This week a politician suggested paying unemployed foreigners over $25,000 on the condition that they leave the country. Where? In Ireland. Leo Varadkar represents Dublin West, and suggested that unemployed foreigners receive six months of benefits (equivalent to over $25,000) if they agree to leave Ireland. The reason is that Ireland, like much of the Western world, is experiencing an economic downturn.
In Spain, the same Irish Times story reports, unemployed foreign nationals from 20 countries have been offered €18,000 to go home on condition they do not come back for three years.
In the UK, there does not seem to similar calls to pay people to leave, but the Economist reports that some of the people who moved to the UK since 2004 from Eastern Europe, numbering over one million people, are returning home now.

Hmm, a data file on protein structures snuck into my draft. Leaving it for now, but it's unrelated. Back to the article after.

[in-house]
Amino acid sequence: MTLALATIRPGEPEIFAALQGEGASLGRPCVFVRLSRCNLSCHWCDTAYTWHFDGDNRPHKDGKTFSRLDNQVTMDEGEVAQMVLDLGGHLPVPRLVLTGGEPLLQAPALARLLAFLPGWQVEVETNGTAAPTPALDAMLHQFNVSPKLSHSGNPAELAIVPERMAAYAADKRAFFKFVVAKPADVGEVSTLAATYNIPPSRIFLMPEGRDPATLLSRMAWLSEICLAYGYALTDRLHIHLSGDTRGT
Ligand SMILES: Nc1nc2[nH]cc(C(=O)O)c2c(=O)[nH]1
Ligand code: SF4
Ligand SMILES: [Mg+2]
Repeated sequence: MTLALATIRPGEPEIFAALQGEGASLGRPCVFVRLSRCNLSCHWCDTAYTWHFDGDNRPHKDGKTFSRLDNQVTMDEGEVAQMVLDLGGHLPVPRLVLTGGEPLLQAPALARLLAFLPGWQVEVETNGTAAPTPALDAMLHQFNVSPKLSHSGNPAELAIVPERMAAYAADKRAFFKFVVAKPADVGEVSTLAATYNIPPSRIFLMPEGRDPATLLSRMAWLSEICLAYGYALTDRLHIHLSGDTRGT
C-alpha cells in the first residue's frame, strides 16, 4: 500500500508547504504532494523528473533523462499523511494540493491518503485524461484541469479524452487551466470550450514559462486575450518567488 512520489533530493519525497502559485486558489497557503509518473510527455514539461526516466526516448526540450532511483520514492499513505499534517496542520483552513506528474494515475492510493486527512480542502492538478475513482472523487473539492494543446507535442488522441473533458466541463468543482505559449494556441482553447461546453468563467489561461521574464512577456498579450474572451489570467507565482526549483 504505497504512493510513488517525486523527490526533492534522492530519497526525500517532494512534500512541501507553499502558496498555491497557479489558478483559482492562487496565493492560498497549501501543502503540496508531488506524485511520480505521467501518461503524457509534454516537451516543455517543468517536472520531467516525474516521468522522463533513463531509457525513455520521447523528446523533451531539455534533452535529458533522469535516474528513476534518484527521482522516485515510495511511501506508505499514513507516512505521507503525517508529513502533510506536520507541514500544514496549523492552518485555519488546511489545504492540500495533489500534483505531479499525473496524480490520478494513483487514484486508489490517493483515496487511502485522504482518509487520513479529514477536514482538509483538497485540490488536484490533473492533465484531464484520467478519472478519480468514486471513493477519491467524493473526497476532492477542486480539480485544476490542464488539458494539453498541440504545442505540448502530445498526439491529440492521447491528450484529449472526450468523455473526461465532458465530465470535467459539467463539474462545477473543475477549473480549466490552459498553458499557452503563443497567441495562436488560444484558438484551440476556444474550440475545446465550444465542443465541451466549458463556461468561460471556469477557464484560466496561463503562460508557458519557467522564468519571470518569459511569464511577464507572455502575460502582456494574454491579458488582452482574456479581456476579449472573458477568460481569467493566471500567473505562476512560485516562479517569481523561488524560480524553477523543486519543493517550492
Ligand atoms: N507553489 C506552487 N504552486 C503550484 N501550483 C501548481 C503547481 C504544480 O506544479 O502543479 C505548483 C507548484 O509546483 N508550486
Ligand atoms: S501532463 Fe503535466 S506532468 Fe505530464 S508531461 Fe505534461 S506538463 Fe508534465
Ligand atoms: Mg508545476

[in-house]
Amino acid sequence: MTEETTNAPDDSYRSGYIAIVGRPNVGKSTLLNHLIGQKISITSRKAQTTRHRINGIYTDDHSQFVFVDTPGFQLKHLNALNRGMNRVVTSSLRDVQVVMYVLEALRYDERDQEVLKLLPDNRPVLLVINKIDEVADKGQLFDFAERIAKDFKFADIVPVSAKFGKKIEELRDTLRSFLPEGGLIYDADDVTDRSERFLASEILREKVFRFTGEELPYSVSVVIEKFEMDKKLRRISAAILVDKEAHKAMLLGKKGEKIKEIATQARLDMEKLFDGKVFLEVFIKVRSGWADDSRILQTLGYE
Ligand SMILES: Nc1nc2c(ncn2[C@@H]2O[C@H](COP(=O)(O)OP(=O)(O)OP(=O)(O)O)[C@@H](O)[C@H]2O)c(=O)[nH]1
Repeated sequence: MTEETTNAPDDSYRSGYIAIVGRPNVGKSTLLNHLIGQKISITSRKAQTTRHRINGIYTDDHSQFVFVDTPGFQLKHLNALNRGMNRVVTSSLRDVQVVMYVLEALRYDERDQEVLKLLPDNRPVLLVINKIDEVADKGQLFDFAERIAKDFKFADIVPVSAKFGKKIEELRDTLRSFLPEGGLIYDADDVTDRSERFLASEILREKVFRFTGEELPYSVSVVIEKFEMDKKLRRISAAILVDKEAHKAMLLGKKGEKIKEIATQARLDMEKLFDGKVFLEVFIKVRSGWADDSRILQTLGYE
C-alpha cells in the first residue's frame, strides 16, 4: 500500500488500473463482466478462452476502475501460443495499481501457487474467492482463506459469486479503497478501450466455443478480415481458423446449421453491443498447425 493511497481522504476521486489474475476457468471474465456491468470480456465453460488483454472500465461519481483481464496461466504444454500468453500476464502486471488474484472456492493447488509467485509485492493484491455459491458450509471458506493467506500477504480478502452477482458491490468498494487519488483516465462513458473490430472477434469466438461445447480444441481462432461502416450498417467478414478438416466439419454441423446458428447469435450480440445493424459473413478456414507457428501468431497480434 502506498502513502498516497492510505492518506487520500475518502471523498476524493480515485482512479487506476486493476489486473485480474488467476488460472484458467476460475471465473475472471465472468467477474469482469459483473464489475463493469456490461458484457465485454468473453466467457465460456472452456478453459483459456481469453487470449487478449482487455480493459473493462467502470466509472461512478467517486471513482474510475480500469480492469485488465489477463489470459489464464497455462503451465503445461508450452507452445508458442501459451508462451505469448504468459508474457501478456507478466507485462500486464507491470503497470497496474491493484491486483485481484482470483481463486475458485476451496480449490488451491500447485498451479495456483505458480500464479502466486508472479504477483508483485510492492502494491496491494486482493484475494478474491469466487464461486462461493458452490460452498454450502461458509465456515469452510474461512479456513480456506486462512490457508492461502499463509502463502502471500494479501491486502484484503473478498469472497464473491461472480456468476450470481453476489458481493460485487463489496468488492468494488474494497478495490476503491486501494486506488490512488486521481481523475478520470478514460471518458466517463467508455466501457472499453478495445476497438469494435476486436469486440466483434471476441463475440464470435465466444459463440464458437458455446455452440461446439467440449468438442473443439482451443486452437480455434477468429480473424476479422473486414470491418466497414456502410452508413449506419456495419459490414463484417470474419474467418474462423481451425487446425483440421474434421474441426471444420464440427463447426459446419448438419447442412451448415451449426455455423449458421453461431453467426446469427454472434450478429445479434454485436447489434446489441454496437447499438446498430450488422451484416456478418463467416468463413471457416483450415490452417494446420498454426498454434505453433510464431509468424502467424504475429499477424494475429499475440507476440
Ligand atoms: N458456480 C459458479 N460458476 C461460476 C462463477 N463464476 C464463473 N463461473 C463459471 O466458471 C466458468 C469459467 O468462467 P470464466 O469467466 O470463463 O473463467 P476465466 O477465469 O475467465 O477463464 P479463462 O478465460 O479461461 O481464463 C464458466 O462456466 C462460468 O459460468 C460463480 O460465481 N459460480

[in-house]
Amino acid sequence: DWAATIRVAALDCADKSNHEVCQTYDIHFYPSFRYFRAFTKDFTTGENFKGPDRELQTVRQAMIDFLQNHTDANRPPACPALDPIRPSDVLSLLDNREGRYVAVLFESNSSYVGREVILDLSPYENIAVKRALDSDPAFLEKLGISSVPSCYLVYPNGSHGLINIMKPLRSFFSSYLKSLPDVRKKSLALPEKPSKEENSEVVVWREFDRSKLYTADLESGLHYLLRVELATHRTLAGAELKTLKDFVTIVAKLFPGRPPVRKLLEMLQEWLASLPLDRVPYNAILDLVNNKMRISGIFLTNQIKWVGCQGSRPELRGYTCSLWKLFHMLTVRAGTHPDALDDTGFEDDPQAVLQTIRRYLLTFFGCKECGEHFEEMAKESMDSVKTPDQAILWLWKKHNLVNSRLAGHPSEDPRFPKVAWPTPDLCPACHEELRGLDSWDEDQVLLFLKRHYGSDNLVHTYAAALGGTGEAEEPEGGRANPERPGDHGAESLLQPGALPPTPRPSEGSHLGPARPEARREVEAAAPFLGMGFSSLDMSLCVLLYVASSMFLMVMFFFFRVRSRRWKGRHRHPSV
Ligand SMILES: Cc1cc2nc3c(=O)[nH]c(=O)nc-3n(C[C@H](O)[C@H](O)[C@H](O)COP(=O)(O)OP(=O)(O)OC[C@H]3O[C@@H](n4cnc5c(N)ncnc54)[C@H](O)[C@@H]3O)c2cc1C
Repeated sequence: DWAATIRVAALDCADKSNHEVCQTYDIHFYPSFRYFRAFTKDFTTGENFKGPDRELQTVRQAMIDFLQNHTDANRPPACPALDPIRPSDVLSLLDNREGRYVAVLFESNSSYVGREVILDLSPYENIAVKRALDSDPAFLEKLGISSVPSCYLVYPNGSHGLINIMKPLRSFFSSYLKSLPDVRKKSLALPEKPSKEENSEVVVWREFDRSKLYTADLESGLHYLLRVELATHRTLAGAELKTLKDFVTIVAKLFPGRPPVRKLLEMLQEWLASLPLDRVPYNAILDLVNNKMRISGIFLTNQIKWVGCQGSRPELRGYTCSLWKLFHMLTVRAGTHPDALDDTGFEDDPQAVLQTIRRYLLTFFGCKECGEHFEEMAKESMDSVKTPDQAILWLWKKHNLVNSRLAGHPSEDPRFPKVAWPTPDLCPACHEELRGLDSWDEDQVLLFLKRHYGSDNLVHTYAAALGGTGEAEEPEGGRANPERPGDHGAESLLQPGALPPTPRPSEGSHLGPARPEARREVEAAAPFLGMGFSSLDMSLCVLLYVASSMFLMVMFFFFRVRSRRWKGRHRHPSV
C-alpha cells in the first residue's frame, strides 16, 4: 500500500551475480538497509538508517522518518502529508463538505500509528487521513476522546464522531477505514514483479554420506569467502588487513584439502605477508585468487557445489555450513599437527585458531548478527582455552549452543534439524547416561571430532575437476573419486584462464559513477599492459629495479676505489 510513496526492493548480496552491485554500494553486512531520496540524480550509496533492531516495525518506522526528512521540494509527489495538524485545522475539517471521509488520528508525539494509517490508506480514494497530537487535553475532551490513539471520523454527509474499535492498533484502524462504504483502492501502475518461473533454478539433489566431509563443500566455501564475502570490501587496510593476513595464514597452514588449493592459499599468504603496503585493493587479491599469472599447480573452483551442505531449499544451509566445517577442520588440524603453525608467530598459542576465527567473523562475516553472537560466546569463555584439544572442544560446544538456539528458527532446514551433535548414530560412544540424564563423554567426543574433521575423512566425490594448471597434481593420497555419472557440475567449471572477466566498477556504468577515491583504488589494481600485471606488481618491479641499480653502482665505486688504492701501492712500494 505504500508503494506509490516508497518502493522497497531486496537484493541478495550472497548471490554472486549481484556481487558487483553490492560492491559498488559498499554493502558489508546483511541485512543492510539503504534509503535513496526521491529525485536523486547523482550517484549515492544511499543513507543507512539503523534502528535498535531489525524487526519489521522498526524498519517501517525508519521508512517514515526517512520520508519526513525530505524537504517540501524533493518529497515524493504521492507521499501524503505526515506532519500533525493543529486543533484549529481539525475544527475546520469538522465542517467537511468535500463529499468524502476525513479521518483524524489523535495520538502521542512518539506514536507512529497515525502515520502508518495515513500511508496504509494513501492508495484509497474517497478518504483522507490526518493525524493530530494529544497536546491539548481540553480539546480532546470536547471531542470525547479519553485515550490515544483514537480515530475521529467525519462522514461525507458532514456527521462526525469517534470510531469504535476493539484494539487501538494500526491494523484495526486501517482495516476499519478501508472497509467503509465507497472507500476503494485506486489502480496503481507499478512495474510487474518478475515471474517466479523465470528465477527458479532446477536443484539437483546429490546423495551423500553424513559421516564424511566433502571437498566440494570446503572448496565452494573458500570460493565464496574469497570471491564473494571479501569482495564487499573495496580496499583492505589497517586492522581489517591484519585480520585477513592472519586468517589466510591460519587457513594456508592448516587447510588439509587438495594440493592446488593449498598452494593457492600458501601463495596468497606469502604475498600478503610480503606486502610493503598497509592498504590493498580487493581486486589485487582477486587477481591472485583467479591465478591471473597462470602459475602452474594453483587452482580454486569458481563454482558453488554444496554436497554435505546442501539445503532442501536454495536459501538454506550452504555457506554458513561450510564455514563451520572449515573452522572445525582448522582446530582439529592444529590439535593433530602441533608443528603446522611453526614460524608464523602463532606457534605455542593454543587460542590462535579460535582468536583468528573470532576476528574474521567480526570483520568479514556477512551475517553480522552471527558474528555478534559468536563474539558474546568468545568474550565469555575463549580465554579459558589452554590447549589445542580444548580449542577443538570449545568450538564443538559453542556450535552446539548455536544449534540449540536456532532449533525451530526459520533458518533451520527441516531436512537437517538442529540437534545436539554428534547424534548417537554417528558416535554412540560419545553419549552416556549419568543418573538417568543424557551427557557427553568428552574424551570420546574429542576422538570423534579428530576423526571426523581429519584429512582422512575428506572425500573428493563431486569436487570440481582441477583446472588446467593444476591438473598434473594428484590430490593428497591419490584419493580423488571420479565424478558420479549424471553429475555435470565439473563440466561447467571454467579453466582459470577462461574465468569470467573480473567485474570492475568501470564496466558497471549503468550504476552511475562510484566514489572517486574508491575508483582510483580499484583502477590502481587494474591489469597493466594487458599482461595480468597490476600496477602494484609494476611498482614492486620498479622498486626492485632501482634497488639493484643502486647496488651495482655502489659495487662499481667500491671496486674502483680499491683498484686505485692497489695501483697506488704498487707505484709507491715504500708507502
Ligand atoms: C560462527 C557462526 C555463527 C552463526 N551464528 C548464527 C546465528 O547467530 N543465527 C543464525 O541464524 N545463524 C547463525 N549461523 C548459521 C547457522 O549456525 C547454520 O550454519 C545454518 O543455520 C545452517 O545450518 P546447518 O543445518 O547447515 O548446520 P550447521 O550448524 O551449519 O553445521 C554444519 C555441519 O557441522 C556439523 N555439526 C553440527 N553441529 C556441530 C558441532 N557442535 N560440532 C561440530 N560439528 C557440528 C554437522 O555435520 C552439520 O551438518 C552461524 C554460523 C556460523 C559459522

It is hard to draw analogies with the US. In many parts of the European Union, it is possible to travel and work anywhere. Ireland and the UK allow people from many Eastern European countries to work in their countries, and have seen an influx of people from Poland, Lithuania, Hungary, etc. As such, the analogy may be migration between US states rather than immigration into the US from (let's say) Mexico. It may be more analogous to like California paying migrants from the East Coast to return home. Also, European countries have more generous benefits, so they are worried that yesterday's visiting worker becomes tomorrow's benefits tourist. Finally, most of the workers being paid to leave by Spain (and maybe Ireland if Leo Varadkar's idea takes off) are there legally. But, in the US much of the discussion seems to be about illegal/undocumented workers. Indeed, I have seen some US proposals that are the opposite of the European idea, where the workers themselves are paying to stay (rather than being paid to leave) and become legal residents.
In any case, Leo Varadkar's proposal was shot down in Ireland. It is good to see that Ireland is still "Ireland of the welcomes".
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